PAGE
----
A new way to tackle planet-heating CO2

How can you capture carbon? We know that forests and oceans act as carbon sinks. Can we employ mechanisms to capture carbon dioxide so that the carbon emissions can be prevented? Enter Carbon capture and storage (CCS).

A technology employed to sequester carbon dioxide, CCS prevents the release of CO2 post the conventional power generation and industrial production processes.

Here, the CO2 is injected in suitable underground storage reservoirs. The capture technology works by separating CO2 emissions from the process and the compressed COZ gets transported through pipelines or gets shipped to a geological storage location where it is then injected.

One may wonder where these geological storage locations are situated at. Well, they are the abandoned oil and gas fields, deep saline formations, and unmineable coal seams. This technology enables the use of fossil fuels whilst ensuring the CO2 emissions are also significantly reduced.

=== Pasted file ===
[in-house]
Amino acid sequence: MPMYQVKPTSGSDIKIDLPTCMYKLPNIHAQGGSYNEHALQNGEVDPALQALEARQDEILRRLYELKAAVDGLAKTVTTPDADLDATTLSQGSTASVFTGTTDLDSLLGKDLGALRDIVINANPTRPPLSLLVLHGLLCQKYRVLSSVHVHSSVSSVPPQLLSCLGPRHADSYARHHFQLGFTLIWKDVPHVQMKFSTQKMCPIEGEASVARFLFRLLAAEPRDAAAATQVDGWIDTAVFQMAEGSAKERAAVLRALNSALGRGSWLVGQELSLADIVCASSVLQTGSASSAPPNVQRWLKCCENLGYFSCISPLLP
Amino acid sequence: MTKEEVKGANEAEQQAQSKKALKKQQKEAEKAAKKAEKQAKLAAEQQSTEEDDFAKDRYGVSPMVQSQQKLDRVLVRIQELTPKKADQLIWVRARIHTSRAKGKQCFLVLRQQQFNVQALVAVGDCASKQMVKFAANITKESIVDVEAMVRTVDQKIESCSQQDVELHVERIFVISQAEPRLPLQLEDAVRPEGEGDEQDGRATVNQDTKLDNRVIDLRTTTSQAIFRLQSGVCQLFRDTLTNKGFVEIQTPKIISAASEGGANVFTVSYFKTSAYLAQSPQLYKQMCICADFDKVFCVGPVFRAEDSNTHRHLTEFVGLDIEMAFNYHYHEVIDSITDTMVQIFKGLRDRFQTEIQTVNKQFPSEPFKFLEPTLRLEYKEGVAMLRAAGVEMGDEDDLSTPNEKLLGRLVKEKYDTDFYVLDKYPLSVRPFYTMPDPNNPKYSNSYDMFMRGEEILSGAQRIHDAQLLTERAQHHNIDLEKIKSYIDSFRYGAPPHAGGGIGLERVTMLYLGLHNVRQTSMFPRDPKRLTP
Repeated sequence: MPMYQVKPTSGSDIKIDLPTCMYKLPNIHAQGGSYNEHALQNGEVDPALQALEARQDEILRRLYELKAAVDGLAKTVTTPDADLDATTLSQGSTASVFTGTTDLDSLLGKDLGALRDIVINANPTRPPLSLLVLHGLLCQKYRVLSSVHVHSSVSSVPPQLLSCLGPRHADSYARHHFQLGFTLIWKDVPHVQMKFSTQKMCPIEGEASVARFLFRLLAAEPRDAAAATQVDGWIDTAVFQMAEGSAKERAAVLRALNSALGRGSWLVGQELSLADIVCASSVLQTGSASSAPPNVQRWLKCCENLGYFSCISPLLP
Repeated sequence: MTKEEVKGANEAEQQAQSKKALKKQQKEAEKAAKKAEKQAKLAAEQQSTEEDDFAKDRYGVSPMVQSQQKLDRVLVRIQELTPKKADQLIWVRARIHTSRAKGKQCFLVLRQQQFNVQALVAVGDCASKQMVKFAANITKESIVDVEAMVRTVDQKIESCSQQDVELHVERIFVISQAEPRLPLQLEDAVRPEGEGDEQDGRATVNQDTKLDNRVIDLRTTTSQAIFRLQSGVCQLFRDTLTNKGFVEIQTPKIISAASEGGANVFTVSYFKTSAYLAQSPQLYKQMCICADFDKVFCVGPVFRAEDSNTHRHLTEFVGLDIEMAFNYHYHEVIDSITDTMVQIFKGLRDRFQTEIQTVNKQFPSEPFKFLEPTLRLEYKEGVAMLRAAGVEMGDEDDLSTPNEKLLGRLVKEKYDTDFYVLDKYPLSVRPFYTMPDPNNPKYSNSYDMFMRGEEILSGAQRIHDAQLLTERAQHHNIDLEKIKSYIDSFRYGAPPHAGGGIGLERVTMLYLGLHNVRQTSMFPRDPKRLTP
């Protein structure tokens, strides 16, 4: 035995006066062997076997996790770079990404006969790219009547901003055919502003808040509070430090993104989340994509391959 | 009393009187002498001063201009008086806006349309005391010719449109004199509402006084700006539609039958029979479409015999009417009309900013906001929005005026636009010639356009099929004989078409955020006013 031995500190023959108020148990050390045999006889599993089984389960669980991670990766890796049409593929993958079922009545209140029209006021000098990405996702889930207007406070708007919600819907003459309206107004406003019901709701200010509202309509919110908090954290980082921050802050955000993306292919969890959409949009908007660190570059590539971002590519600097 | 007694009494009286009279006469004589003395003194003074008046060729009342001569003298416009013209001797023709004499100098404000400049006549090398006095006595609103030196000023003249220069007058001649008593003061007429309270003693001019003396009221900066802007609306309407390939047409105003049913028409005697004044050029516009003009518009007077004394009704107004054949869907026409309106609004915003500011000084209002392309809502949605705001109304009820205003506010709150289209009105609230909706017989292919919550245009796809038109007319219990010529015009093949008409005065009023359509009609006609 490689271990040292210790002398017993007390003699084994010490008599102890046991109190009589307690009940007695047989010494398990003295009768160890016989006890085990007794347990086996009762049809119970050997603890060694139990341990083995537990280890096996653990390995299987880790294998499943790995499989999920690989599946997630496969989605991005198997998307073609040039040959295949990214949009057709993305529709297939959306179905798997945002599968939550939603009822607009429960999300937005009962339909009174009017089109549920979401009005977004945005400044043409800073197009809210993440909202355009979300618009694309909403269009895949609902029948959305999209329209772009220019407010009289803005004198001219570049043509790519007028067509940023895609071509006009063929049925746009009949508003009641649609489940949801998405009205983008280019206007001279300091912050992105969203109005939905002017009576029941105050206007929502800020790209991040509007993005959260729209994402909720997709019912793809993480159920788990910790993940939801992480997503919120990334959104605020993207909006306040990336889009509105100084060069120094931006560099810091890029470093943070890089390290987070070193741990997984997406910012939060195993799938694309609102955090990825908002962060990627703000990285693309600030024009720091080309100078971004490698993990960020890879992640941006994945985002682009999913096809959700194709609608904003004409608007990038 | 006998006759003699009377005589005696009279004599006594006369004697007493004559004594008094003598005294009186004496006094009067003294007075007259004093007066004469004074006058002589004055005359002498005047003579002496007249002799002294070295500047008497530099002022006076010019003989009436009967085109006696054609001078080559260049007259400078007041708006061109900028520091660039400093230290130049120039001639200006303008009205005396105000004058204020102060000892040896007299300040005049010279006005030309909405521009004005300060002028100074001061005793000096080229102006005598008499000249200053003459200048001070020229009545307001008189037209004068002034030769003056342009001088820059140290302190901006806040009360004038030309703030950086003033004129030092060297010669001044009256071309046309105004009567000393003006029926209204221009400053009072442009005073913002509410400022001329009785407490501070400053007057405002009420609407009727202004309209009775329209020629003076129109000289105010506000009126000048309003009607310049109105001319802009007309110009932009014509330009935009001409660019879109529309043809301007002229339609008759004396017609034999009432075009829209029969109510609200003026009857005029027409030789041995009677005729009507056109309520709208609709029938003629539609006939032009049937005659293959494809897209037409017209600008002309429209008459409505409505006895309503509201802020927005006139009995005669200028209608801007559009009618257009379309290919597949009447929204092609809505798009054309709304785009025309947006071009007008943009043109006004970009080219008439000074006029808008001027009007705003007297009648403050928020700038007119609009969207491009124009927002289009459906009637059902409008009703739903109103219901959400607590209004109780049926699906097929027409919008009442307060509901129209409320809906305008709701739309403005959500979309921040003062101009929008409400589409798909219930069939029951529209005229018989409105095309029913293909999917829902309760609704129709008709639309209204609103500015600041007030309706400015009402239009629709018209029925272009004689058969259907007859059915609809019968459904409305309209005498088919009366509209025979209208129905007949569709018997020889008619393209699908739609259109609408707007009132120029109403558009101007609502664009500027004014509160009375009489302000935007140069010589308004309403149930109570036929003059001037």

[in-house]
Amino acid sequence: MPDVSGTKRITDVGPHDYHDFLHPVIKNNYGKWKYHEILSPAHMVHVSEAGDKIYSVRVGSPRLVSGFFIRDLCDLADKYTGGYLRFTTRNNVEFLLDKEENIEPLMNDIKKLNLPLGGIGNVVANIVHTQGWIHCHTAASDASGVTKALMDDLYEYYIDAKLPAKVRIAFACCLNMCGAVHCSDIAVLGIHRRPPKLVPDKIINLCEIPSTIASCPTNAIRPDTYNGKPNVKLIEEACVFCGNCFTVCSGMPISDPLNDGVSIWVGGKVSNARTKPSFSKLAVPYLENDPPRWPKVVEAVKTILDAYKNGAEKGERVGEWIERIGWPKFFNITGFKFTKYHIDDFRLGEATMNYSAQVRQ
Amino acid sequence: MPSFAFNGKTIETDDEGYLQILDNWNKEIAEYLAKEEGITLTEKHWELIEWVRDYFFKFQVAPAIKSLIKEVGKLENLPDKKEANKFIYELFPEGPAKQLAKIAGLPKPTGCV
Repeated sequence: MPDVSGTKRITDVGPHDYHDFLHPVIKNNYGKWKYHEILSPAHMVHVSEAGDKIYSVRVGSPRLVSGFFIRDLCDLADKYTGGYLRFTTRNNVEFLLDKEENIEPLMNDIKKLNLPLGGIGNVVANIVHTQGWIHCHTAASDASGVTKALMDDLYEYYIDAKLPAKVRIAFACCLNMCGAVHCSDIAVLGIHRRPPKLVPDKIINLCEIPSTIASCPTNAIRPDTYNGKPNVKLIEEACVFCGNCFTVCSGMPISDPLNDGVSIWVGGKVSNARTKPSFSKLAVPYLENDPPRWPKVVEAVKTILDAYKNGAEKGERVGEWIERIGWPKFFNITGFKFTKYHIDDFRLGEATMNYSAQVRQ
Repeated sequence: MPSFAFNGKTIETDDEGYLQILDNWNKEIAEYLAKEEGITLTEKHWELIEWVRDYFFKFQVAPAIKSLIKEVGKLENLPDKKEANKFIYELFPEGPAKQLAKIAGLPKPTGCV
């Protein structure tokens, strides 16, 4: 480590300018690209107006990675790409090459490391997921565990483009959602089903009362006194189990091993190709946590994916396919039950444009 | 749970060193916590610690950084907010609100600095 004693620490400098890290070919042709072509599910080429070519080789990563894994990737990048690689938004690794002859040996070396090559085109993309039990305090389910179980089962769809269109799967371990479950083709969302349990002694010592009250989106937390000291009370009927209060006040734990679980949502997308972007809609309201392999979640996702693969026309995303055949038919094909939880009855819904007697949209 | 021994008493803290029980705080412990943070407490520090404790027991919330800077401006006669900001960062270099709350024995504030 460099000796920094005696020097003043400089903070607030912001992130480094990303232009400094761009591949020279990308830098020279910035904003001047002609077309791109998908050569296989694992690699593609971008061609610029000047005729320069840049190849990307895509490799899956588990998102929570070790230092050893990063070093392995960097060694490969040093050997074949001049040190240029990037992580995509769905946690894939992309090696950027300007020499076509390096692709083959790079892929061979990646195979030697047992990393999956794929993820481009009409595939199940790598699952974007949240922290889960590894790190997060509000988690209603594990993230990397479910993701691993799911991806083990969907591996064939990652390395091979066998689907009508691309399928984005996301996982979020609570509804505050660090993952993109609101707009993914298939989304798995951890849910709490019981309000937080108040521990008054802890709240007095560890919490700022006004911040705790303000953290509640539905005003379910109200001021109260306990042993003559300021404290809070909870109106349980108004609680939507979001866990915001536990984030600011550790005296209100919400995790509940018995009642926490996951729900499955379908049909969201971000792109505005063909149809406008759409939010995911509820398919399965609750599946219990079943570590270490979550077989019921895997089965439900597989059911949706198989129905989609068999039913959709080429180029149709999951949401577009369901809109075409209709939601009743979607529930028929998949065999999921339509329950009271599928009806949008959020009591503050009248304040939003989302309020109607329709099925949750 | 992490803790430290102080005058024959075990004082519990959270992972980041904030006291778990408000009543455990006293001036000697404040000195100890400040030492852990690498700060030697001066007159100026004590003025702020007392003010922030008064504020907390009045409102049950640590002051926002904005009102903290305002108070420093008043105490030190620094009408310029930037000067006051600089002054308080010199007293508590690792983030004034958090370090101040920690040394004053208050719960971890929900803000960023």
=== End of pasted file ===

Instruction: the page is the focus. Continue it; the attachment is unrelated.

Now, scientists have found a new way to sequester carbon. The idea is to turn it into sodium bicarbonate and store it in oceans.

According to a research paper published in the journal ‘Science Advances’ recently, the new technique is found to be more efficient than the current carbon capture technology, in fact, three times more efficient. It could be a new step in addressing the climate crisis by removing carbon from the air.

The study focusses on direct air capture. Even with the conventional carbon-capturing mechanism, only relatively small amounts of carbon can be captured. It makes the whole process challenging and expensive. That’s where the new study holds promise. It follows the direct air capture method but the research team used copper to modify the absorbent material. As such, the absorbent can remove CO2 from the atmosphere at ultra-dilute concentrations. The usage of copper helps increase the capacity of the absorbent to two to three times.

Even the material can be produced with ease and is cheap. Thus the cost incurred in direct air capture can be reduced. After the carbon dioxide is captured, it is turned into sodium bicarbonate or baking soda Sea water is used for this and then the sodium bicarbonate is released into the ocean in small concentrations.

There is, however, the challenge of disposing of tonnes of sodium bicarbonate in the ocean as it could amount to “dumping”.

The negative impacts on the ocean cannot be dismissed. Scientists are also of the opinion that such carbon capture technologies may distract us from the core target of reducing the burning of fossil fuels and instead give us a licence to continue being large-scale polluters.

Picture Credit : Google